The operation of heavy, multi-engine vintage aeroplanes naturally poses a greater challenge than smaller, single-engine historic types. Every aspect is multiplied – the complexities of restoration, insurance, maintenance, hangarage, operating costs and crew requirements being just some of the factors present, and as a result, Europe’s population of vintage ‘heavies’ is experiencing significant pressure and setbacks.
The Junkers Ju 52 has been one of the most popular large vintage types to grace the skies over Europe in recent decades, with several examples of the venerable airliner operated on regular pleasure flight duties. In 2014, Swiss organisation Ju-Air carried 14,000 passengers with its fleet of four Ju 52s. Their operation was blighted by the loss of Ju 52 HB-HOT in the Swiss Alps, killing three crew and 17 passengers in August 2018. The subsequent investigation by the Swiss Transportation Safety Investigation Board (STSB) discovered traces of corrosion in the wing spar, albeit this was not attributed to the accident, the remaining Ju 52s now requiring expensive and lengthy investigatory and, if necessary, remedial work before they can be returned to flight. The Ju 52s were formally grounded in November 2018 pending these investigations, and Ju-Air has now announced it will complete work on all three remaining Ju 52s before resuming flight operations in 2021.
Whilst Ju-Air seeks a way forward for the continued operation of its Ju 52 fleet in some capacity, Lufthansa has simultaneously withdrawn funding for its own Ju 52, citing financial reasons for the cuts. D-AQUI was also a regular pleasuring flyer and airshow performer across Europe, estimated to have carried as many as 250,000 people over the past 30 years. The aircraft also required remedial work before it could fly again, and sadly Lufthansa has taken the decision to retire the Ju 52 into an as-yet undecided museum. It seems the flying days for this particularly lovely and previously very active example of the type are over.
This leaves the Ju 52 scene in Europe depleted and waning. Looking back, the Oldtimer Fliegertreffen at Hahnweide in 2011 and 2013 mustered formations of six and five Ju 52s respectively, and have otherwise always had a handful of the type present. The 2019 event now looks to be devoid of ’52s – a sad sign of the times. Having enjoyed an active collective of the type for so long, we’d perhaps grown complacent to enjoying Tante-Ju operations in Europe. As with everything in aviation, and perhaps in life, nothing is ever assured. Hopefully lessons can be learned from the investigatory work and the remaining Ju-Air ’52s can find a secure and stable future.
Lufthansa’s axing of its Ju 52 compounds the controversial decision made in 2018 to halt the restoration to flight of its Lockheed L-1649A Constellation Starliner, which had been progressing for over a decade in Auburn, Maine, USA. In that time a huge amount of work had been invested on the airframe and the end of the project was edging into sight, but despite this and the investment of €90 million into the project by Lufthansa (and a further €100 million by various corporate sponsors), the axe has fallen. This has been a muddied affair, with Lufthansa cancelling the project before notifying its workforce, and citing dubious reasons for the cancellation including the financial viability of the project (despite the loss of their €90 million investment) and unfounded concerns regarding the availability of the correct 120 octane avgas required to operate the Starliner (100 octane has been proven to work) – many have been understandably disappointed by their conduct. Lufthansa now claims that its plan is to disassemble the Starliner and transport it to Germany, where restoration may recommence to static condition and eventual display in an air museum of its choosing. Perhaps a “second best” future may be found with the Starliner being displayed alongside Lufthansa’s static Focke Wulf Fw-200 Condor restoration once both are complete, but it is nonetheless a shame that Lufthansa has seen fit to neglect the positives that such a high-profile project and iconic aircraft could bring to its brand.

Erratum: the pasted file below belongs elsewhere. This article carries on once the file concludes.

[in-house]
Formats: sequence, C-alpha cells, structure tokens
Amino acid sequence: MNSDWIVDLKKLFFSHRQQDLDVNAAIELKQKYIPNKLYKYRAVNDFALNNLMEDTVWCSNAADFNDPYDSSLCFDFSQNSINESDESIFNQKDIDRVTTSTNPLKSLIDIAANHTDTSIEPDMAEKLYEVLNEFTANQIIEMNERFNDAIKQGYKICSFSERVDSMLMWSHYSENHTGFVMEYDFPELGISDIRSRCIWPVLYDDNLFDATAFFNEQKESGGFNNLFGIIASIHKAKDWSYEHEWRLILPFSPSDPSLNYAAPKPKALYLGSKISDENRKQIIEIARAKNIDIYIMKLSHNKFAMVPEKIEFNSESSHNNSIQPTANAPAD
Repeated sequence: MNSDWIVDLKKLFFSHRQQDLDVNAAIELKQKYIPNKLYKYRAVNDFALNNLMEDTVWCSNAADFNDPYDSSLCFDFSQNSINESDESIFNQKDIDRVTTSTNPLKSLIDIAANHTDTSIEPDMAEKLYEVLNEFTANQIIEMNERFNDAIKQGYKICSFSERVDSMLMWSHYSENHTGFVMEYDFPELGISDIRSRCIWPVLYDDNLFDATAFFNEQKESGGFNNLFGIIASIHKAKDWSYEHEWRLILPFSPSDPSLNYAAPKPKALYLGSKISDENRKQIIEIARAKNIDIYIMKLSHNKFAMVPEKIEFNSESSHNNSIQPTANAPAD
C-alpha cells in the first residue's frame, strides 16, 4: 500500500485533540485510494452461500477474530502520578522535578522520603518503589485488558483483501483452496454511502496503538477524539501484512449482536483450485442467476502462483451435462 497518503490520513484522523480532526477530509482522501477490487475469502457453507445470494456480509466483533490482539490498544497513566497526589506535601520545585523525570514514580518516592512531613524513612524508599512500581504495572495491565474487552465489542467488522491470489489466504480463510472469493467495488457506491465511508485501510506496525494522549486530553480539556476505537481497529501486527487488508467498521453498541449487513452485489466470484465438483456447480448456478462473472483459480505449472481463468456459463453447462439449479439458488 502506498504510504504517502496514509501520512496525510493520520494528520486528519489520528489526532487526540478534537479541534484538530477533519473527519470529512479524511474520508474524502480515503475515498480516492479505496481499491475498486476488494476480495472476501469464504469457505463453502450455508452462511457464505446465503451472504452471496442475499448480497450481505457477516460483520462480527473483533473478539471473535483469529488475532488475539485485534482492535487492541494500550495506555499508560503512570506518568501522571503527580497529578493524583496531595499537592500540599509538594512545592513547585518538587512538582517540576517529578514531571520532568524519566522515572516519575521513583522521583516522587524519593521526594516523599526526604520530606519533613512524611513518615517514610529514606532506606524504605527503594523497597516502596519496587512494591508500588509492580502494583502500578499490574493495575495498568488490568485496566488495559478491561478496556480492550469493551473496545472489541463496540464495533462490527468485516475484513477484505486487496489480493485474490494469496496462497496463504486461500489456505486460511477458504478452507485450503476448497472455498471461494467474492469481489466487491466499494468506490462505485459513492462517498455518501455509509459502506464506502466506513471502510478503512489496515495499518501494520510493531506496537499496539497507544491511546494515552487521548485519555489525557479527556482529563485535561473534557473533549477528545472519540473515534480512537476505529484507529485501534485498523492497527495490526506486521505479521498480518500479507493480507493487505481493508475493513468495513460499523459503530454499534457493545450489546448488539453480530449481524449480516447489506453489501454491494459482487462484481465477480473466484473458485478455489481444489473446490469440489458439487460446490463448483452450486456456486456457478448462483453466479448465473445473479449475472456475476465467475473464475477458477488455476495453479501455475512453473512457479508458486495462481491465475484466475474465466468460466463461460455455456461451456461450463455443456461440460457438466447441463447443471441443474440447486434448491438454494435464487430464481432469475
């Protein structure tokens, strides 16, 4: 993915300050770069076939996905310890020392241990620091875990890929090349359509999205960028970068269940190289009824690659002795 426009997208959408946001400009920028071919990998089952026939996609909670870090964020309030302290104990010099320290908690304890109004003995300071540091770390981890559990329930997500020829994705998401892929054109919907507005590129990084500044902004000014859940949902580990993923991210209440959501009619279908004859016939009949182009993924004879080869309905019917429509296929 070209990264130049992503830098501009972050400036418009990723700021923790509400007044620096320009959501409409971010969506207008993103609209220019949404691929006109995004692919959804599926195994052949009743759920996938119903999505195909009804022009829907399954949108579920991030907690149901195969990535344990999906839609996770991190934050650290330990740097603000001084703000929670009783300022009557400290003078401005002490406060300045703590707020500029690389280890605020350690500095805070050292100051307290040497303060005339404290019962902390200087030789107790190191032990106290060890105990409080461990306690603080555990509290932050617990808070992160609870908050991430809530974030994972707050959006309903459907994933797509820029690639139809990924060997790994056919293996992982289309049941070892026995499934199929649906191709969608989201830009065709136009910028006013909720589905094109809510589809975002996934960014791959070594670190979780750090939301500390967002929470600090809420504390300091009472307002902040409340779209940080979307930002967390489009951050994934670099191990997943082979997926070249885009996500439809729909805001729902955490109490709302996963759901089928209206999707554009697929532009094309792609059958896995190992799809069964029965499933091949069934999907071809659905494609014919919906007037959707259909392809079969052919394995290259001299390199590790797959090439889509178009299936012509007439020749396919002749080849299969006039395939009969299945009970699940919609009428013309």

With hopes of a second airworthy Connie in Europe sadly dashed, operators of the sole airworthy example, Super Constellation Flyers Association (SCFA) of Switzerland, made a catastrophic discovery at the beginning of 2019. The main wing spars require inspection, and possible repair, requiring the removal of both wings – a huge undertaking. The cost of the work is estimated to be €17-20 million and is expected to take four years to complete.
Sadly the SCFA failed to secure the requisite funds and announced its liquidation. As such, the hopes of returning the Connie to flight are all but gone, though the board has pledged that as they move to decide the future of the aircraft in coming weeks, they will do everything they can to ensure public access to the aircraft in the future. One option previously outlined was the establishment of a museum for the Constellation at the SCFA home at Basel-Mulhouse-Freiburg airport. This would also require significant funds as the aircraft is currently at Zurich, where it was parked when the issues were first discovered. Sadly it seems the candle has been snuffed out for Europe’s only flying Connie.
A similar case has been seen with the previously airworthy British Eagle Douglas DC-6 in the UK, which stopped flying in 2009 owing to the nearly quarter of a million pound yearly running costs being deemed unsustainable going forward. Following several failed movements to resume flight operations, it seems static display at the new South Wales Air Museum at St Athan has now been secured. Although this will require significant cost and effort to move the aircraft by road, it should at least save it from the scrap man and offer a more permanent public display for the DC-6. The most positive outcome possible from this unfortunate situation, I hope you’ll agree.